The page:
Printing t-shirts is not difficult for me to do, and I already have all of the materials, but it still works out to be cheaper overall to have them printed by another company. Mostly this is because every t-shirt needs to be ironed three times: once to get out the wrinkles before printing, and then once again on each side of the shirt to heat set the ink. This takes about ten minutes per shirt overall. At my pay rate that’s $5 a shirt. At Babylon Burning, however, it costs $1.25 per shirt at twelve dozen shirts. Therefore, when it comes to screen printing,

Time = 4 x Money

You see, I have many more profitable things I can do with my time than run my own little t-shirt printing factory. Ten full hours spent making sales calls, sending out press releases, and developing new products ultimately puts my business further ahead than the $180 I had to spend.

Keeping Stress out of the Bedroom

I realize it’s been an inexcusably long time since I last posted anything. I have probably lost all of you to disappointment and summer, but as busy as I am lately, I will try my best to keep this resource growing, albeit slower than I would like.

As I mentioned in a previous post, I’m getting married (in exactly six weeks). When my fiancé and I first got engaged a year ago, he swore he wanted to handle half of the planning. He said it was because we should have equal ownership in our wedding, the way we will have equal ownership in our marriage. I thought that made sense and was happy he felt that way. But, as a freelancer, my husb-what can’t predict when his heavier workloads will hit. The latest one hit about six weeks ago and I’ve been on my own in wedding planning ever since.

I had no idea how much work it takes to plan a one-evening event. It takes up all of my time each and every day. I haven’t spent more than an hour or two a WEEK on my business and I’m starting to feel trapped inside post-war gender roles.

Two nights ago I had a nervous breakdown in bed. I suddenly realized that I had wasted over a full month of my life on a wedding that is turning out nothing like the casual family barbecue/picnic we had originally envisioned. In fact, it is looking suspiciously like my mother’s dream wedding — the one she never got to have, and which, I am convinced, she is subtly forcing me to plan via ESP and Jewish guilt. I freaked out so badly I couldn’t sleep until dawn, at which point I dreamed we missed our flight and couldn’t go on our honeymoon.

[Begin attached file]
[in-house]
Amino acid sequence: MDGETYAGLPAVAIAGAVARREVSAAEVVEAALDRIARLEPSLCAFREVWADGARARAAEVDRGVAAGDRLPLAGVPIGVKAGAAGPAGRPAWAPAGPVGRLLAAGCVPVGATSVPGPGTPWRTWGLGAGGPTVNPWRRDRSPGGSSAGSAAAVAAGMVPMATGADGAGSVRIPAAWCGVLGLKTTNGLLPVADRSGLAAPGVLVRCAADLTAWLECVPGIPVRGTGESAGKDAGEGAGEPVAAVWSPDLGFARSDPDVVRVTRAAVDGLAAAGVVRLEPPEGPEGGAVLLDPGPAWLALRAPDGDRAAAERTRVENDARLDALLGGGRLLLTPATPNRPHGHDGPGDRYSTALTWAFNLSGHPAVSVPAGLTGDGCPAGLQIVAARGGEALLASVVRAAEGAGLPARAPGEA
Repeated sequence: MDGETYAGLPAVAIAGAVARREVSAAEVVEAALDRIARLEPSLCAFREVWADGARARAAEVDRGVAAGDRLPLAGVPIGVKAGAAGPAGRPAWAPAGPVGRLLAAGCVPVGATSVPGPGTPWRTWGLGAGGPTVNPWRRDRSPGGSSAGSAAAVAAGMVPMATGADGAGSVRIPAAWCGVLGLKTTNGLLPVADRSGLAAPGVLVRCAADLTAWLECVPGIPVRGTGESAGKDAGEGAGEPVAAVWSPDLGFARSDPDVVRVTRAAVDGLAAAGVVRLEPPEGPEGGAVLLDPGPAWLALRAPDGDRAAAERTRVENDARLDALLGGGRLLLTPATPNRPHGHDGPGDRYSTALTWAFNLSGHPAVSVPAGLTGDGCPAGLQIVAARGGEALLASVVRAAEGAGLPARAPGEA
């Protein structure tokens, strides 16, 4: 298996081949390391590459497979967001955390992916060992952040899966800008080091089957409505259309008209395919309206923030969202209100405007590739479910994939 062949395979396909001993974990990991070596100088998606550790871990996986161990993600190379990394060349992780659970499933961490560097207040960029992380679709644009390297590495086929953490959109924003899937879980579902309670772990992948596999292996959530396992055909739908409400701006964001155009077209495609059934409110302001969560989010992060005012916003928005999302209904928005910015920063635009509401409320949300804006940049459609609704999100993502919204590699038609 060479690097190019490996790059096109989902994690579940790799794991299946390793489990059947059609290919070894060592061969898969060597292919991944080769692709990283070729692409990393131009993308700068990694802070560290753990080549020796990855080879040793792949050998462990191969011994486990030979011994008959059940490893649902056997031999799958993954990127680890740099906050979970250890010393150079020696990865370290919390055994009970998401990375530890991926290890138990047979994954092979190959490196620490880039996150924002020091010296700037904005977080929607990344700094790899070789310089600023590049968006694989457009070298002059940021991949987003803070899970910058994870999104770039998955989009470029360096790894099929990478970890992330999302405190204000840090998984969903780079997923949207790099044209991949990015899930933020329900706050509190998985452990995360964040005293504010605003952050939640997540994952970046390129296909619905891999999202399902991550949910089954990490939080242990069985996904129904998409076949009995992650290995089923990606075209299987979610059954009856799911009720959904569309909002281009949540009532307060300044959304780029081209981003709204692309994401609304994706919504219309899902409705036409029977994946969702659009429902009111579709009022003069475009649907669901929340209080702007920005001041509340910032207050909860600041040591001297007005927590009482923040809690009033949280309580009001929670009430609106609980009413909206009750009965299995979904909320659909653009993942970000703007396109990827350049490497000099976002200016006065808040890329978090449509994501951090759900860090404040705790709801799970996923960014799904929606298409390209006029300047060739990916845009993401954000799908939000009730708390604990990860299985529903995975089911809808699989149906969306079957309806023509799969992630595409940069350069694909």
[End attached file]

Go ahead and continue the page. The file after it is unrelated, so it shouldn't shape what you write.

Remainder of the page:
That night spent hyperventilating in the dark was the third night in a row I didn’t sleep because I was stressed out over the wedding. So I began to try some strategies to help me calm down:

  1. Talking it out: this only works if the person you’re talking to understands what you need when you’re stressed out, and is not too stressed out him- or herself to really focus on you. It helped, but it wasn’t a cure.
  2. Decompression: I tried doing no work after 9pm, then no work after 8pm. No dice. The only night I slept peacefully was when I stopped working in the afternoon, then filled the night with “Ocean’s 13” on DVD and a roll in the hay. Lesson? Stop early and occupy both body and mind until bedtime.
  3. Making lists: Part of what I stress out about is inadvertently overlooking something, so I am a compulsive list-maker. Things would probably be worse if I didn’t have my lists, but they don’t relieve enough anxiety to let me sleep.
  4. Crowding out brain space: During an episode of Radio Lab I heard about a study in which subjects were given various tasks before they went to sleep, to see which ones penetrated their dreams most often. The big winners? Tetris and video game skiing. I thought doing a couple of hours of jigsaw puzzles at night would do the trick but it didn’t, so today we bought a Nintendo Wii.
  5. Drinking warm milk: Yup, I tried this one, too. It’s soothing while you drink it, but milk doesn’t stand a chance against full-blown anxiety.

I have not been testing these strategies scientifically. I have also only had one restful night of sleep this week, so I’m still looking for new ones. If you have any suggestions for leaving stress out of your bedroom, please share them in the comments.

I Get By With a Little Help From My Friends

With an ad deadline looming and no real time or resources to put together any of my more ambitious ideas, I turned to the power of collective creativity. A bunch of our friends met in Golden Gate Park this past Saturday for croquet and lemonade in the incredibly balmy weather. When people had drunk and played their fill, I brought out my box of Sweet Meats and a camera and let people go to town. My peeps did not disappoint. Here are just some of the fabulous shots they created: